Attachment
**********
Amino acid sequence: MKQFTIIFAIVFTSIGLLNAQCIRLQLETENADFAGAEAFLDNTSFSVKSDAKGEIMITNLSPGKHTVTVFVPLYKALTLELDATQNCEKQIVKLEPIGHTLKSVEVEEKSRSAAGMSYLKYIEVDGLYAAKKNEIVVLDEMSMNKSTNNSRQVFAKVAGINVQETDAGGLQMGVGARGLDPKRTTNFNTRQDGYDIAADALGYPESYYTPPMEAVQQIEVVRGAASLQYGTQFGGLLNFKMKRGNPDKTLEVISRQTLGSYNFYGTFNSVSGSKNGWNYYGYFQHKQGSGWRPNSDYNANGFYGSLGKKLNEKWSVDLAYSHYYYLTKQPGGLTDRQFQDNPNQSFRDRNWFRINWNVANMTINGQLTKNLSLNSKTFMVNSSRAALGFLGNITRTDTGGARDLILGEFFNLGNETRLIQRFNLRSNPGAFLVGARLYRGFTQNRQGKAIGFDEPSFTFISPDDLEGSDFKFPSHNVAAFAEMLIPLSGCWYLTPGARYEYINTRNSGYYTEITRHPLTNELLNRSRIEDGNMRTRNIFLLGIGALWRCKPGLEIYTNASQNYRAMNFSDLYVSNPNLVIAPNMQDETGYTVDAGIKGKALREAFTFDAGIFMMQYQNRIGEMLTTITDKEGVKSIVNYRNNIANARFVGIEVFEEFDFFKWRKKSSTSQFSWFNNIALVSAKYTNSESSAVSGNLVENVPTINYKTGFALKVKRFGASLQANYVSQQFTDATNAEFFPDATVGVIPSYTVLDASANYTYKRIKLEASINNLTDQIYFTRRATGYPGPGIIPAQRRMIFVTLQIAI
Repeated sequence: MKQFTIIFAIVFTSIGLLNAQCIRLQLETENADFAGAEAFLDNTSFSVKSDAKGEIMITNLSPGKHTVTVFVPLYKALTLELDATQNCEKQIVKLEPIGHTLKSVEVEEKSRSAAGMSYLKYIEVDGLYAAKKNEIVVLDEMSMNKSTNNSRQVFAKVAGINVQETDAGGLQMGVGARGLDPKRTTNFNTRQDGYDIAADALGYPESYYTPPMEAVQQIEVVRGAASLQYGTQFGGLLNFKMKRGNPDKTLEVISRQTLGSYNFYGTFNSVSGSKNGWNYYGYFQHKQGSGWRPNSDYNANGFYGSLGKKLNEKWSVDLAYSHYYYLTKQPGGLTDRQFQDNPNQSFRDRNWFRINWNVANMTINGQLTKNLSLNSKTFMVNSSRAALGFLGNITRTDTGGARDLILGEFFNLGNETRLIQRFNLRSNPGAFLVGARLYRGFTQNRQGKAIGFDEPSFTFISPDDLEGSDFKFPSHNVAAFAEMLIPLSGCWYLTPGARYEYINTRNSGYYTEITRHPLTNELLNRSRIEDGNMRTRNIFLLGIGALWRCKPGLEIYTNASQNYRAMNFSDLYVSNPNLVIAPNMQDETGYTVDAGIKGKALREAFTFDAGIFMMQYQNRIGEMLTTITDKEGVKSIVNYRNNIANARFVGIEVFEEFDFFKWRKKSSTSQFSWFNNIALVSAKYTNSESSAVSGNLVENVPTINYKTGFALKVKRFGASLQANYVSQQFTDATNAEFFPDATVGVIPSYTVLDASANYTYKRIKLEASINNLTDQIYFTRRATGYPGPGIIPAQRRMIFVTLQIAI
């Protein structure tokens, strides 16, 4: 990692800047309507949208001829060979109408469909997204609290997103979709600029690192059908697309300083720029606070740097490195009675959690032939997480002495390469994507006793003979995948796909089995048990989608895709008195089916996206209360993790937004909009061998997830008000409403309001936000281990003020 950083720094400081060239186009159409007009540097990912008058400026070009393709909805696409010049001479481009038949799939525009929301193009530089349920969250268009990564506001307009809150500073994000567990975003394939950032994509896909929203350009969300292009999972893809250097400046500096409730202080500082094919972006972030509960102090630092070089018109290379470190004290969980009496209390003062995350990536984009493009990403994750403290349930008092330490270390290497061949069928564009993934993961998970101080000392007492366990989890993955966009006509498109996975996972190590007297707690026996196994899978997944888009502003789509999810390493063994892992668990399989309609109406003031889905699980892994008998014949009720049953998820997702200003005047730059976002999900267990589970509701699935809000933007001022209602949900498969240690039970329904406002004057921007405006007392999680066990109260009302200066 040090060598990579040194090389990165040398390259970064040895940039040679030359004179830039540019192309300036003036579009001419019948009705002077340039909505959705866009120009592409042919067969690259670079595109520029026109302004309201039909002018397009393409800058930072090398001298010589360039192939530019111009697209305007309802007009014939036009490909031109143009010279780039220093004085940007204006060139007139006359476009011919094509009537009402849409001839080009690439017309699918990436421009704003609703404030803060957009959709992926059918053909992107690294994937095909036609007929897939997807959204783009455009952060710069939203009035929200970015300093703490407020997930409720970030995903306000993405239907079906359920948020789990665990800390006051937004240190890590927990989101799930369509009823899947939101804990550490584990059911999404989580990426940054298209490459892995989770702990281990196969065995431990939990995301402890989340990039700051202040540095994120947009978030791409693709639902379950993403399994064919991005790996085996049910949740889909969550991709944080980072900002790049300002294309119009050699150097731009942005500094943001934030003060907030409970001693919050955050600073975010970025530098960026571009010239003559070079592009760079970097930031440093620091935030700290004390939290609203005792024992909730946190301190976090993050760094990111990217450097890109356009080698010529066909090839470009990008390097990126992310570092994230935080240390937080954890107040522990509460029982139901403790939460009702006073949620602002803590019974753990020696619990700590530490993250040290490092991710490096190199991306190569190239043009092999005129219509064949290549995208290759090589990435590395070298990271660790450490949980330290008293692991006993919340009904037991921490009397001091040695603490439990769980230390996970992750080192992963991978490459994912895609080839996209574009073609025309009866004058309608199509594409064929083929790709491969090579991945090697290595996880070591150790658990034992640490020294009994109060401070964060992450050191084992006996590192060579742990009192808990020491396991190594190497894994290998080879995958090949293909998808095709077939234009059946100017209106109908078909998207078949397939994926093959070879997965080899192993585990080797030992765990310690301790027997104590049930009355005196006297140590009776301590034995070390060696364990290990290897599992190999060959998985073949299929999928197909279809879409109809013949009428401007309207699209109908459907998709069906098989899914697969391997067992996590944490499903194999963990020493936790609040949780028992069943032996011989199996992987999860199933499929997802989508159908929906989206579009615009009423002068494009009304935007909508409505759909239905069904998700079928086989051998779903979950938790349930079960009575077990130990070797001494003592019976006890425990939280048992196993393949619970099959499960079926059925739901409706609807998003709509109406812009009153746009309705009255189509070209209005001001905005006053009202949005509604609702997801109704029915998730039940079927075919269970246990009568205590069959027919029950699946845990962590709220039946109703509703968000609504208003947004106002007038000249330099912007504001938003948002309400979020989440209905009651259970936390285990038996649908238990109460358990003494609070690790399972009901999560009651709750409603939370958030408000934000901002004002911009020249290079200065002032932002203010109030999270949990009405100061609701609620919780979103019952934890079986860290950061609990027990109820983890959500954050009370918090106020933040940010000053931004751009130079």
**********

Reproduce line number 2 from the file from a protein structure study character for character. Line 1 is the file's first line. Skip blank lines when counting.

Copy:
Repeated sequence: MKQFTIIFAIVFTSIGLLNAQCIRLQLETENADFAGAEAFLDNTSFSVKSDAKGEIMITNLSPGKHTVTVFVPLYKALTLELDATQNCEKQIVKLEPIGHTLKSVEVEEKSRSAAGMSYLKYIEVDGLYAAKKNEIVVLDEMSMNKSTNNSRQVFAKVAGINVQETDAGGLQMGVGARGLDPKRTTNFNTRQDGYDIAADALGYPESYYTPPMEAVQQIEVVRGAASLQYGTQFGGLLNFKMKRGNPDKTLEVISRQTLGSYNFYGTFNSVSGSKNGWNYYGYFQHKQGSGWRPNSDYNANGFYGSLGKKLNEKWSVDLAYSHYYYLTKQPGGLTDRQFQDNPNQSFRDRNWFRINWNVANMTINGQLTKNLSLNSKTFMVNSSRAALGFLGNITRTDTGGARDLILGEFFNLGNETRLIQRFNLRSNPGAFLVGARLYRGFTQNRQGKAIGFDEPSFTFISPDDLEGSDFKFPSHNVAAFAEMLIPLSGCWYLTPGARYEYINTRNSGYYTEITRHPLTNELLNRSRIEDGNMRTRNIFLLGIGALWRCKPGLEIYTNASQNYRAMNFSDLYVSNPNLVIAPNMQDETGYTVDAGIKGKALREAFTFDAGIFMMQYQNRIGEMLTTITDKEGVKSIVNYRNNIANARFVGIEVFEEFDFFKWRKKSSTSQFSWFNNIALVSAKYTNSESSAVSGNLVENVPTINYKTGFALKVKRFGASLQANYVSQQFTDATNAEFFPDATVGVIPSYTVLDASANYTYKRIKLEASINNLTDQIYFTRRATGYPGPGIIPAQRRMIFVTLQIAI